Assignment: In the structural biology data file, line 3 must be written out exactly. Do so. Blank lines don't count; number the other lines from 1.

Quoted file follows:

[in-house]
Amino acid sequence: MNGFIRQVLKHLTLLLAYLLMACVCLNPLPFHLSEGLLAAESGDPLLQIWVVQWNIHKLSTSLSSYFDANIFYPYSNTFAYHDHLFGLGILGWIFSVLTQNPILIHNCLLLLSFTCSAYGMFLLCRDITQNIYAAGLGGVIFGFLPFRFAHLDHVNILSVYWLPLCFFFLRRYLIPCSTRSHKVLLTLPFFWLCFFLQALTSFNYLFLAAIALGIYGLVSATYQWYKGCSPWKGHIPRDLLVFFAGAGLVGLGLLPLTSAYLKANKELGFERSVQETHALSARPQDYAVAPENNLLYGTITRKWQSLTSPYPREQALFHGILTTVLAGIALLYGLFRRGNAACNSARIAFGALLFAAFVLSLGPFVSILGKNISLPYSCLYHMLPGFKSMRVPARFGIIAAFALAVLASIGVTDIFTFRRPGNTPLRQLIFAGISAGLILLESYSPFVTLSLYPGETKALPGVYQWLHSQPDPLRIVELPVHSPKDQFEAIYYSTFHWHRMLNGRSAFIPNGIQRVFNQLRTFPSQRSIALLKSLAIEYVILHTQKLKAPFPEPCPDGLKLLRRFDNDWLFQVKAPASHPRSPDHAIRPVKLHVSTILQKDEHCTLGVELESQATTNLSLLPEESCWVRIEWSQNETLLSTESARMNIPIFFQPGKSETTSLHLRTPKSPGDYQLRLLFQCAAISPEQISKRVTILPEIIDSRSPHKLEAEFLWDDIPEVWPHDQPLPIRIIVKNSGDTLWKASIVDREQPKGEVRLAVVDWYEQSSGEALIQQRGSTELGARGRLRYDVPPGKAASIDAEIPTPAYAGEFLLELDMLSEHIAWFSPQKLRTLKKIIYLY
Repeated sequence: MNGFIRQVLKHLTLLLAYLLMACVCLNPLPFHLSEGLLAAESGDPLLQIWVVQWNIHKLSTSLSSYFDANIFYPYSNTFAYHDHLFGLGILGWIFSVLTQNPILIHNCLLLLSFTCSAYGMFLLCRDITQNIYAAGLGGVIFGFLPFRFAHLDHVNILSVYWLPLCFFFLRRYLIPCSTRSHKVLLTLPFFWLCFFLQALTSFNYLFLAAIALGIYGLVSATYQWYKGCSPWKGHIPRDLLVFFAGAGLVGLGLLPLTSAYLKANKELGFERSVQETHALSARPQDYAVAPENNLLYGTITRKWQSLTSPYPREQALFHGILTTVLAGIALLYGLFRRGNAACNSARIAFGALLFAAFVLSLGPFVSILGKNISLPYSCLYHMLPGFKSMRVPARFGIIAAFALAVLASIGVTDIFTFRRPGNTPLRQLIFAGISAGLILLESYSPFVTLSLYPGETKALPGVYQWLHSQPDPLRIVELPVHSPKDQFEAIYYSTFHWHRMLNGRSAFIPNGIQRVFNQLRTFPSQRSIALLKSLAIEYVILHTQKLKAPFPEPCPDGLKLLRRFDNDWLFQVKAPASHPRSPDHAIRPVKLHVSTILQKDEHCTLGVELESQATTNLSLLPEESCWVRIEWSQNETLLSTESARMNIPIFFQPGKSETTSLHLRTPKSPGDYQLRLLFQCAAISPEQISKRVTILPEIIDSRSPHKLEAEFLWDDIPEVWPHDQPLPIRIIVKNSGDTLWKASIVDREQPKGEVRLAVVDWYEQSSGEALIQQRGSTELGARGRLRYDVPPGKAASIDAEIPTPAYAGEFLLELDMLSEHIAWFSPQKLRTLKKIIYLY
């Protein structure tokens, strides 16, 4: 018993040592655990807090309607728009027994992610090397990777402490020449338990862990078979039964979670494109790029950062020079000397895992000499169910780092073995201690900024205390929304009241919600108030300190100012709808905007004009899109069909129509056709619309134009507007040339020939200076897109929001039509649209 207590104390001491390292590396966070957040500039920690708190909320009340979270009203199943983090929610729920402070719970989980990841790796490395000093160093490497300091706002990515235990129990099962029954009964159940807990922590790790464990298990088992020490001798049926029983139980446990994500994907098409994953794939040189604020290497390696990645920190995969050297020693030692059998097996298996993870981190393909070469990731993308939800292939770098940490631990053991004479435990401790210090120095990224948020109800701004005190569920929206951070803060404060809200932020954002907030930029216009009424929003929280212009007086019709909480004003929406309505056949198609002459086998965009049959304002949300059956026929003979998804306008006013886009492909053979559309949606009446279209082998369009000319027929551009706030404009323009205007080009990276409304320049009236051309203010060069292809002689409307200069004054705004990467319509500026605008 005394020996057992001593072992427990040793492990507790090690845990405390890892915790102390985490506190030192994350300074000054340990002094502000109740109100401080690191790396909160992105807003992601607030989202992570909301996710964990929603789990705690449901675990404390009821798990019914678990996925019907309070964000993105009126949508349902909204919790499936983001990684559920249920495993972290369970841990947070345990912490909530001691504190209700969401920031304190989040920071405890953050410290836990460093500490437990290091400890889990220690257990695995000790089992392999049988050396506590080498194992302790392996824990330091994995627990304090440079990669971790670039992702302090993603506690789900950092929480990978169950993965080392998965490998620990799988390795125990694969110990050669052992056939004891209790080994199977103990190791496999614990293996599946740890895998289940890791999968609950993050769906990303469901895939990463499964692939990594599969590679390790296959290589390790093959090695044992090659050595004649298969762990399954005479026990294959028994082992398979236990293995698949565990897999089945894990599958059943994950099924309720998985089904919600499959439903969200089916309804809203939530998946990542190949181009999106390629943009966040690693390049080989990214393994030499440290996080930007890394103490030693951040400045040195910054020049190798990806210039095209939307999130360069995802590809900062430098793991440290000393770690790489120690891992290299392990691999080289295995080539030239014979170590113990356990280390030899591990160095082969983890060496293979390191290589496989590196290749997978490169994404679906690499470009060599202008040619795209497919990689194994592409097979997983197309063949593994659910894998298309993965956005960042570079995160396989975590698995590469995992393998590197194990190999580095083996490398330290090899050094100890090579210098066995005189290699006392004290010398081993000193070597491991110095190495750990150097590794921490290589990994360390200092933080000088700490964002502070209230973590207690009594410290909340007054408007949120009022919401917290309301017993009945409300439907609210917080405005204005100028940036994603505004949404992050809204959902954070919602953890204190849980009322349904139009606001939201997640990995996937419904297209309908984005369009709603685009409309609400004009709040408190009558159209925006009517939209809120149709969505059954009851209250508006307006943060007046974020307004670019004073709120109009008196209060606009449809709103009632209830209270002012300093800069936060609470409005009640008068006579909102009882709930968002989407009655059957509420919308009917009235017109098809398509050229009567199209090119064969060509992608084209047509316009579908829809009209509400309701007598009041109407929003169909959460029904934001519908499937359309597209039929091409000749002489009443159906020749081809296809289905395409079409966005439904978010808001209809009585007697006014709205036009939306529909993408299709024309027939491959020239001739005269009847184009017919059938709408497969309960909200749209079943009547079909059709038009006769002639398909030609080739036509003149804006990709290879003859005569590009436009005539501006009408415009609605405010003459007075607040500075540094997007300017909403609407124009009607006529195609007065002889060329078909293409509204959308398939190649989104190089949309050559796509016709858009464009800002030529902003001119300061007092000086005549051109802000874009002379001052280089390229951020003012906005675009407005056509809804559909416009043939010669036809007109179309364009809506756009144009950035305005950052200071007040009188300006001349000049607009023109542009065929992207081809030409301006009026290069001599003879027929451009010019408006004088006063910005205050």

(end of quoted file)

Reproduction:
Repeated sequence: MNGFIRQVLKHLTLLLAYLLMACVCLNPLPFHLSEGLLAAESGDPLLQIWVVQWNIHKLSTSLSSYFDANIFYPYSNTFAYHDHLFGLGILGWIFSVLTQNPILIHNCLLLLSFTCSAYGMFLLCRDITQNIYAAGLGGVIFGFLPFRFAHLDHVNILSVYWLPLCFFFLRRYLIPCSTRSHKVLLTLPFFWLCFFLQALTSFNYLFLAAIALGIYGLVSATYQWYKGCSPWKGHIPRDLLVFFAGAGLVGLGLLPLTSAYLKANKELGFERSVQETHALSARPQDYAVAPENNLLYGTITRKWQSLTSPYPREQALFHGILTTVLAGIALLYGLFRRGNAACNSARIAFGALLFAAFVLSLGPFVSILGKNISLPYSCLYHMLPGFKSMRVPARFGIIAAFALAVLASIGVTDIFTFRRPGNTPLRQLIFAGISAGLILLESYSPFVTLSLYPGETKALPGVYQWLHSQPDPLRIVELPVHSPKDQFEAIYYSTFHWHRMLNGRSAFIPNGIQRVFNQLRTFPSQRSIALLKSLAIEYVILHTQKLKAPFPEPCPDGLKLLRRFDNDWLFQVKAPASHPRSPDHAIRPVKLHVSTILQKDEHCTLGVELESQATTNLSLLPEESCWVRIEWSQNETLLSTESARMNIPIFFQPGKSETTSLHLRTPKSPGDYQLRLLFQCAAISPEQISKRVTILPEIIDSRSPHKLEAEFLWDDIPEVWPHDQPLPIRIIVKNSGDTLWKASIVDREQPKGEVRLAVVDWYEQSSGEALIQQRGSTELGARGRLRYDVPPGKAASIDAEIPTPAYAGEFLLELDMLSEHIAWFSPQKLRTLKKIIYLY